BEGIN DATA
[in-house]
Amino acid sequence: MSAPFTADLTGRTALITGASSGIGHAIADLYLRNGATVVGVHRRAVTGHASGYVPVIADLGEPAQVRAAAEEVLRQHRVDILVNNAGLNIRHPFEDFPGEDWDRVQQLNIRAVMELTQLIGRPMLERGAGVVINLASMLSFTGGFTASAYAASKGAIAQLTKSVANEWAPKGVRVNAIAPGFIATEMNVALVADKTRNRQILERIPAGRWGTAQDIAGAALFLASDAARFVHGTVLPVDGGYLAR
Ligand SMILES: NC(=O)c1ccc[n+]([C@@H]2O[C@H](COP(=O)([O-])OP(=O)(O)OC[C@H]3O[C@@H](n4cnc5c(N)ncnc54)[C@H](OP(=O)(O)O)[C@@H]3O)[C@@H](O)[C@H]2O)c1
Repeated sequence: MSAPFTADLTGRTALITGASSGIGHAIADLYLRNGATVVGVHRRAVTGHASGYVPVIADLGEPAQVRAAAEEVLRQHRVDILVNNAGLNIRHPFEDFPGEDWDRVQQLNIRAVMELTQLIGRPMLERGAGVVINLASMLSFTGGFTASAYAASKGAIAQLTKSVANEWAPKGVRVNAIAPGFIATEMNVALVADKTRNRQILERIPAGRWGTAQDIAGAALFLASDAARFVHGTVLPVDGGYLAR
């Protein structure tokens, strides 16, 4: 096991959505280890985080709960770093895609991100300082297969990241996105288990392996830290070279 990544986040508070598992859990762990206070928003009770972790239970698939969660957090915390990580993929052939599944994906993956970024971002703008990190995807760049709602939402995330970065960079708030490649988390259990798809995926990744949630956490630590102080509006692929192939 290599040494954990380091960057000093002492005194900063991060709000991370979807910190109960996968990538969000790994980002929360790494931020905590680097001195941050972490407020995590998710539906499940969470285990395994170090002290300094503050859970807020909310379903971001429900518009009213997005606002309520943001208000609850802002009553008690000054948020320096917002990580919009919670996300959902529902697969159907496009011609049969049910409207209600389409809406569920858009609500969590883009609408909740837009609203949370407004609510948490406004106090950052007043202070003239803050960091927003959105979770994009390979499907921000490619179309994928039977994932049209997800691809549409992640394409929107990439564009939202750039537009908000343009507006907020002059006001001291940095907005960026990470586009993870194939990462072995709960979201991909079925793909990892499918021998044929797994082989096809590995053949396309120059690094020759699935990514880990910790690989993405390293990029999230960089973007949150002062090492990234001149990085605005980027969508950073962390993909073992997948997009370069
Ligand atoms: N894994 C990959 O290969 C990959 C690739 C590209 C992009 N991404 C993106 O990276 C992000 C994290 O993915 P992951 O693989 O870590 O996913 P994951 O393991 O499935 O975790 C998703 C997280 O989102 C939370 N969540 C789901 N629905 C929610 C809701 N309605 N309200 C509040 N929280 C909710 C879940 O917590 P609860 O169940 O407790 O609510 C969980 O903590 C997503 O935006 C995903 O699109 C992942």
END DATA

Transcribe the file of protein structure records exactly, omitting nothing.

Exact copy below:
[in-house]
Amino acid sequence: MSAPFTADLTGRTALITGASSGIGHAIADLYLRNGATVVGVHRRAVTGHASGYVPVIADLGEPAQVRAAAEEVLRQHRVDILVNNAGLNIRHPFEDFPGEDWDRVQQLNIRAVMELTQLIGRPMLERGAGVVINLASMLSFTGGFTASAYAASKGAIAQLTKSVANEWAPKGVRVNAIAPGFIATEMNVALVADKTRNRQILERIPAGRWGTAQDIAGAALFLASDAARFVHGTVLPVDGGYLAR
Ligand SMILES: NC(=O)c1ccc[n+]([C@@H]2O[C@H](COP(=O)([O-])OP(=O)(O)OC[C@H]3O[C@@H](n4cnc5c(N)ncnc54)[C@H](OP(=O)(O)O)[C@@H]3O)[C@@H](O)[C@H]2O)c1
Repeated sequence: MSAPFTADLTGRTALITGASSGIGHAIADLYLRNGATVVGVHRRAVTGHASGYVPVIADLGEPAQVRAAAEEVLRQHRVDILVNNAGLNIRHPFEDFPGEDWDRVQQLNIRAVMELTQLIGRPMLERGAGVVINLASMLSFTGGFTASAYAASKGAIAQLTKSVANEWAPKGVRVNAIAPGFIATEMNVALVADKTRNRQILERIPAGRWGTAQDIAGAALFLASDAARFVHGTVLPVDGGYLAR
């Protein structure tokens, strides 16, 4: 096991959505280890985080709960770093895609991100300082297969990241996105288990392996830290070279 990544986040508070598992859990762990206070928003009770972790239970698939969660957090915390990580993929052939599944994906993956970024971002703008990190995807760049709602939402995330970065960079708030490649988390259990798809995926990744949630956490630590102080509006692929192939 290599040494954990380091960057000093002492005194900063991060709000991370979807910190109960996968990538969000790994980002929360790494931020905590680097001195941050972490407020995590998710539906499940969470285990395994170090002290300094503050859970807020909310379903971001429900518009009213997005606002309520943001208000609850802002009553008690000054948020320096917002990580919009919670996300959902529902697969159907496009011609049969049910409207209600389409809406569920858009609500969590883009609408909740837009609203949370407004609510948490406004106090950052007043202070003239803050960091927003959105979770994009390979499907921000490619179309994928039977994932049209997800691809549409992640394409929107990439564009939202750039537009908000343009507006907020002059006001001291940095907005960026990470586009993870194939990462072995709960979201991909079925793909990892499918021998044929797994082989096809590995053949396309120059690094020759699935990514880990910790690989993405390293990029999230960089973007949150002062090492990234001149990085605005980027969508950073962390993909073992997948997009370069
Ligand atoms: N894994 C990959 O290969 C990959 C690739 C590209 C992009 N991404 C993106 O990276 C992000 C994290 O993915 P992951 O693989 O870590 O996913 P994951 O393991 O499935 O975790 C998703 C997280 O989102 C939370 N969540 C789901 N629905 C929610 C809701 N309605 N309200 C509040 N929280 C909710 C879940 O917590 P609860 O169940 O407790 O609510 C969980 O903590 C997503 O935006 C995903 O699109 C992942």